A classroom of kids aged 12 can all read Dicken's 'Great Expectations' and perceive it with nuanced differences between each of them. This is partly attributable to concentration and whether they skip over the key contextualization parts --- particularly Ms Haversham's backstory which pre-determines her motivations towards Estelle, whether they read it superficially (story about a boy made good) or whether they may have neural access to compare and contextualize him vis-à-vis Golding's savage boys or Na Ja from 'The Journey West'.

    The sticklers for books will wax lyrical about the sensuousness of the canvas built from words à la D.H. Lawrence and the metaphorical richness that can be conveyed in words like "a rose" (it makes us associate with 'Romeo and Juliet', the perfumes of '1001: Arabian Nights,' Umberto Eco and so on). However, for some topics, like knitting and cooking the flat, static 2D nature of the book simply doesn't give us sufficient insight compared with the television or the Internet video.

    I tried to learn how to crochet by reading some books. That didn't work. Then I discovered this amazing GUY on YouTube:

    * http://www.youtube.com/watch?v=FXW7U9tsdK4


    Nonetheless, David Mitchell is probably right about "new neural connections need to be developed in the right order if someone is to be a good reader." The principal word being "RIGHT". What I noticed having being educated in both English and Chinese systems (alphabet versus ideograms) is how much stricter the rules for Chinese are. In Chinese if your teacher saw you writing a stroke out of the right order or from bottom to top or right to left, you'd most likely have to write it out again over and over and over. Maybe that partially explains how Western and Oriental concentrations are different.

    As for whether more or less neural connections will form I tend to regard TXT speak as INCREASING our library of words. After all, not only do we need to know the original stem of the word we also need to know the acronym and how to decipher a whole string of non-vowel letters. In a sense (I don't know if anyone's familiar with code deciphering and the Enigma methodology), but it's like our brains have to know the master keys of the original words, the locks and also the comprehension disks.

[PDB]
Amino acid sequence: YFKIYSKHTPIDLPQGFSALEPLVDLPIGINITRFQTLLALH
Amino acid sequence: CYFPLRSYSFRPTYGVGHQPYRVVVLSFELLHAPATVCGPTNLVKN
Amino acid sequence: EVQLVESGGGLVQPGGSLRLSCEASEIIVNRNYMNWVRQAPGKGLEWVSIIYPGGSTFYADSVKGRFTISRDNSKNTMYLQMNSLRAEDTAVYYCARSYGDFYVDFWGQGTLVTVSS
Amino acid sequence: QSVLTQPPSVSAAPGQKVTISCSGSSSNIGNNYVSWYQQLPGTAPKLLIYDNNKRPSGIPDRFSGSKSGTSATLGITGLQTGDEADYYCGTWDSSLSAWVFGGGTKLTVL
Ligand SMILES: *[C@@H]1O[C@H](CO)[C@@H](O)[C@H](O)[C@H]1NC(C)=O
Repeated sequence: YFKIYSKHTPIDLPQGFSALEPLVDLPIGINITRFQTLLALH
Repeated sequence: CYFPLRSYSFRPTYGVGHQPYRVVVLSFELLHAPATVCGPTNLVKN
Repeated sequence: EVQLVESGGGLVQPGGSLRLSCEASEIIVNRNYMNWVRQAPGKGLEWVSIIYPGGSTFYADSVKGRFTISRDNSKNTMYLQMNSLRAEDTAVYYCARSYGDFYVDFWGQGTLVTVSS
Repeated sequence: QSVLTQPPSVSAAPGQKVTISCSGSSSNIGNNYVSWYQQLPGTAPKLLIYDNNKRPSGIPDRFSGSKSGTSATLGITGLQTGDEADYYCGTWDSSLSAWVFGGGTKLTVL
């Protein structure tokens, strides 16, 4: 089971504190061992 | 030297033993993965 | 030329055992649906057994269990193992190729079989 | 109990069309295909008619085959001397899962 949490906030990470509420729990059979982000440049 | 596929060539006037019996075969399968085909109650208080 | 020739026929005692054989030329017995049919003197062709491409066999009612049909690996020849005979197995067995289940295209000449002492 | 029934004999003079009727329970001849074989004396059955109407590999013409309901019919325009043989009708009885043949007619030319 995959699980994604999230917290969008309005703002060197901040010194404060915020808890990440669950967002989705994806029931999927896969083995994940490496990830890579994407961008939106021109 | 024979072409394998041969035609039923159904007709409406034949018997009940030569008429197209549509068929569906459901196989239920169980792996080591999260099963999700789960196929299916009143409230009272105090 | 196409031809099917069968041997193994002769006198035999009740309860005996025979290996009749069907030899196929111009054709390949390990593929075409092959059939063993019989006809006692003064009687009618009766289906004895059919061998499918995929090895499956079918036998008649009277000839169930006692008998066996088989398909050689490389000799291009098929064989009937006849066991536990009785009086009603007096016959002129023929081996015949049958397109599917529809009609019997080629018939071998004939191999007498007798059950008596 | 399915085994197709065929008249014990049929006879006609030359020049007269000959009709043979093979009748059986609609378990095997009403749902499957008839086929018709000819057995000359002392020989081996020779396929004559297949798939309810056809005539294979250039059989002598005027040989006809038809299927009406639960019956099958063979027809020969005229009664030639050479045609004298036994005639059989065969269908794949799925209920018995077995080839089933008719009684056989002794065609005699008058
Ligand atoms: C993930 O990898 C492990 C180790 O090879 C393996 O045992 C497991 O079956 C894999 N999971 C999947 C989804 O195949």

From experience, I'd say it's critical to establish a certain level of correct literacy and grammar in the child before letting them loose on text acronyms and wordplay ambiguities for fun and wit.

  • Comment number 16.

    Here's a great example of text and visuals working in conjunction. David Price just released some videos about debategraph:

    * http://www.youtube.com/watch?v=32InMNjO4tQ

    * http://www.youtube.com/watch?v=tg_-E6AMkeU


    I love to read but in certain cases I'm mindful of the adage, "A picture says a thousand words."

    Of course, Chinese characters (especially the traditional form) are pictures and there are symbology associations within each radical or component of the whole character. This makes me LOL because remember before I mentioned the mereology of "GUNK" and Bertrand Russell's philosophy about the value of the parts. That's quite obviously the Chinese element of my brain (nature and nurture) at play, deriving it from a cross-pollination of Western sources.

    Anyway, I've seen this innovation which will combine future e-books with embeddable videos so we may end up with the best of all worlds: literacy and dynamic pictures:

    * http://www.futureofthebook.org/sophie/download/demo_books/


    Anyone interested can read the Gettysburg Address there, :*)!